The opinions voiced in this material are for general information only and are not intended to provide specific advice or recommendations for any individual.

Setbacks and Setups

© Can Stock Photo / yellowcrest

Time travel is a powerful way to reframe the present. Our collective present is full of challenges and setbacks, but what will this moment mean to you down the road, looking back?

If you’re prone to stay mired in the moment, here’s a game of “I spy” for you: where are the setups among all these setbacks?

You’ve heard it from us before. There’s day-night, day-night. There’s up-down, up-down. Well here’s one for these challenging times: setback and setup.

Some of our acquaintances are facing tradeoffs big and small right now. Less time for work… but more time with the kids. Less time with the gym buddies… but more time out in the sunshine.

In terms of business, our classic principles still apply here. We seek bargains. Economic activity is shifting. Some areas have slammed on the brakes as demand has fallen off; some areas are buzzing in a scramble to keep up with demand.

Just like the setbacks in our individual lives, the business setbacks exist alongside potential setups. Part of our job is to take a good look around to try to spot them. No guarantees, but we wonder what future growth is being watered by the current storm.

We’re not ignoring the storm. This approach, however, helps remind us of the bigger picture. It’s a more complete way to tell the story of a setback.

Clients, if you would like to talk about this or anything else, please email us or call.

The Pain Up Close and the Big Picture

© Can Stock Photo / PongMoji

This is personal.

I was visiting with a client the other day about the inevitable rebound to come in our economy, and the opportunities that are developing now. The conversation turned to concern for those we know who might not survive a COVID-19 episode, and the grim scenes and stories from tragically overburdened hospitals.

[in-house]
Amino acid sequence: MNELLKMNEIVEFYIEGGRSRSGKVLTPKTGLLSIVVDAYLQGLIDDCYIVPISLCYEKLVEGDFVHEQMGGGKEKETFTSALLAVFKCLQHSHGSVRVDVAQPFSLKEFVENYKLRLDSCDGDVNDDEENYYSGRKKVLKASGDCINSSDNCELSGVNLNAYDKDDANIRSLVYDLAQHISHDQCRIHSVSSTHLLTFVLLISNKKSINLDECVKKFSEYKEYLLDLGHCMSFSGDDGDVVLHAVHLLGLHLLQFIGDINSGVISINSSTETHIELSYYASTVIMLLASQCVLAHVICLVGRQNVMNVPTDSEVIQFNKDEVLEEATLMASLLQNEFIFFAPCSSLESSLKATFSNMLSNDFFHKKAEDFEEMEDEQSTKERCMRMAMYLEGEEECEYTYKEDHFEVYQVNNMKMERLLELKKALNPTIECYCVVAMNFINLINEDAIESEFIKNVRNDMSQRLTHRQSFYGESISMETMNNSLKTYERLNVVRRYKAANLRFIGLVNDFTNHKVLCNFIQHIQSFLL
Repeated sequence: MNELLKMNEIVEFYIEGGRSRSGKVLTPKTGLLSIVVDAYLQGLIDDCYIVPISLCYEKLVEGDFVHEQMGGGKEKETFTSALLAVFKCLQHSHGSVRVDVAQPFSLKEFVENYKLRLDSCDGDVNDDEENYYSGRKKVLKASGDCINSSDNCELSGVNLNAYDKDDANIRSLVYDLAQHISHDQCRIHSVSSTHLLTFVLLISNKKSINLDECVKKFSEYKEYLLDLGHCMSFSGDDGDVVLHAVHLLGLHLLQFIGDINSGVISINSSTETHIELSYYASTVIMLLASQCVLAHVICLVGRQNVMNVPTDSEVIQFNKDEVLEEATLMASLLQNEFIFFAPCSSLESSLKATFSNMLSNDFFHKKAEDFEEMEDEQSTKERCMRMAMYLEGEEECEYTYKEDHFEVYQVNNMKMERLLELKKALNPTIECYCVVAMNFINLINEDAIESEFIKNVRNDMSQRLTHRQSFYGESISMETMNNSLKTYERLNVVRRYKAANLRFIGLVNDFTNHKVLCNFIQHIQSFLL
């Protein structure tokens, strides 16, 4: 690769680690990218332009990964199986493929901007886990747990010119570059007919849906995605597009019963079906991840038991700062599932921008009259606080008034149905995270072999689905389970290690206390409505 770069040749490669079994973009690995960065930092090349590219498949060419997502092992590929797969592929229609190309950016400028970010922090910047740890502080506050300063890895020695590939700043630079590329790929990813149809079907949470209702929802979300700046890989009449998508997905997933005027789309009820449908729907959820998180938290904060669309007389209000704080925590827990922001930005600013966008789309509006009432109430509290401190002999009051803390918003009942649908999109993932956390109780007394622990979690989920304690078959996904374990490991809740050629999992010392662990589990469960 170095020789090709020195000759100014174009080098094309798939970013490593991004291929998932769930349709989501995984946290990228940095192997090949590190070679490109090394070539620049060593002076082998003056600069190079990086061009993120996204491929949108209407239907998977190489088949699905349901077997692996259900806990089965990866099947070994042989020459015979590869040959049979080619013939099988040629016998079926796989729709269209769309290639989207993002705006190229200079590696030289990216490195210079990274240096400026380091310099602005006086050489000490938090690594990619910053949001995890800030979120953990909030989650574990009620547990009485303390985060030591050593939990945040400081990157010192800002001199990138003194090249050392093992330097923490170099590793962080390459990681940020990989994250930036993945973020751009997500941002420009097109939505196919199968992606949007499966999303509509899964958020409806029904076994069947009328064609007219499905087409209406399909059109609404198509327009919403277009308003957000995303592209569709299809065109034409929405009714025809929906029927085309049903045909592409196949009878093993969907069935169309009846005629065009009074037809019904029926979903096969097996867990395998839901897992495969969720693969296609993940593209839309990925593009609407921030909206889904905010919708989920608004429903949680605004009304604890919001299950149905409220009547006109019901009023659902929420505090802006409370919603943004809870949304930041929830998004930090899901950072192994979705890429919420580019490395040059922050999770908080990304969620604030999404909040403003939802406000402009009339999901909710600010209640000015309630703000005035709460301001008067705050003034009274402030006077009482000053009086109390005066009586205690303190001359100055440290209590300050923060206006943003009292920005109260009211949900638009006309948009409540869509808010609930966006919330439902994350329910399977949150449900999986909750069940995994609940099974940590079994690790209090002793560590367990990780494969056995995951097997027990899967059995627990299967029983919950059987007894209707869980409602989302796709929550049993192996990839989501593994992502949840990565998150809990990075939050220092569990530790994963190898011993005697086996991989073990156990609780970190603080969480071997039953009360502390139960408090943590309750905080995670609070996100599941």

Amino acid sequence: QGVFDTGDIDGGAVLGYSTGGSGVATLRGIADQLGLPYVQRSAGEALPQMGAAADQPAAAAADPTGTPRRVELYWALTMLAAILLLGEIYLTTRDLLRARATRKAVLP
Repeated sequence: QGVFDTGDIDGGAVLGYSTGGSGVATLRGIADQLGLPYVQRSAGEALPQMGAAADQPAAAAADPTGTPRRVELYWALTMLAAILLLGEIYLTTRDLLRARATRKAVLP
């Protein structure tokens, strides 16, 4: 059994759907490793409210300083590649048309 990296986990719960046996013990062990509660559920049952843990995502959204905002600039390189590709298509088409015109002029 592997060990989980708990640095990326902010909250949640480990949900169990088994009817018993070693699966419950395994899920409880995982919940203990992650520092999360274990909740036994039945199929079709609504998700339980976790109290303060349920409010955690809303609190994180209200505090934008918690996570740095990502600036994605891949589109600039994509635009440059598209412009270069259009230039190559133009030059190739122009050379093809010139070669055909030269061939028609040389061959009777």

It was a reminder, again, of the duality of our existence.

On the big scale, it is almost mundane. Demographers estimate that 108 billion humans have been born in all of history, and 100 billion of us have already died. Death comes to us all. It happens to everyone.

Yet when you get down to cases, what could be more unique or personal than our experience of the loss of a friend, lover, parent, brother, sister?

It may seem impersonal or cold to compare a projected death toll from our current troubles to some past pandemic, to talk about economic recovery and market rebounds. But we have to think about the big picture in order to make plans for living. We need to avoid emotional reactions to issues which would benefit from reasoned consideration.

I am only going to say this once. I feel the pain up close, intensely. Less than a year ago I learned first hand what happens when the ventilator loses the battle to keep a person alive.

I’ll not be apologizing for trying to figure out how to make the most of what we have to work with. Cathy wrote me a note in her last hours. It said “You have a lot of wonderful life left.” That’s the big picture. 330 million of us will survive the virus in this country. We have a lot of wonderful life left.

We need to feel our feelings about the pain up close. But we owe it to each other to think our thinking in the big picture.

If you would like to talk about the big picture or anything else, please email us or call.

First Light

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Each one of us remembers some new beginning. Perhaps your first thought at seeing the phrase might be of a first day of school, or first kiss, first day at a new job, new relationship, life in a new neighborhood, or something else.

Beginnings are all about potential, anticipation and excitement: a journey on roads we’ve not traveled.

I often take walks in the first light of dawn. The quality of the light in that hour can be magical, whether in the village of Louisville or the banks of the Platte River, along San Diego Bay or Michigan Avenue or in Pinellas County, Florida.

But the meaning of first light is more special to me than the beautiful scenes it might envelope. First light is a new day dawning, another step on a path never before taken. It is fraught with potential, anticipation, and excitement. Each day is a beginning.

This perspective may be helpful to move forward from past hard times, or to change things we would like to change. But it can also be useful as we seek to strengthen new habits or build on recent successes. Whether things are going well or poorly, a beginning is a chance to reset.

What new beginning excites you? Clients, if you would like to talk about this or anything else, please email us or call.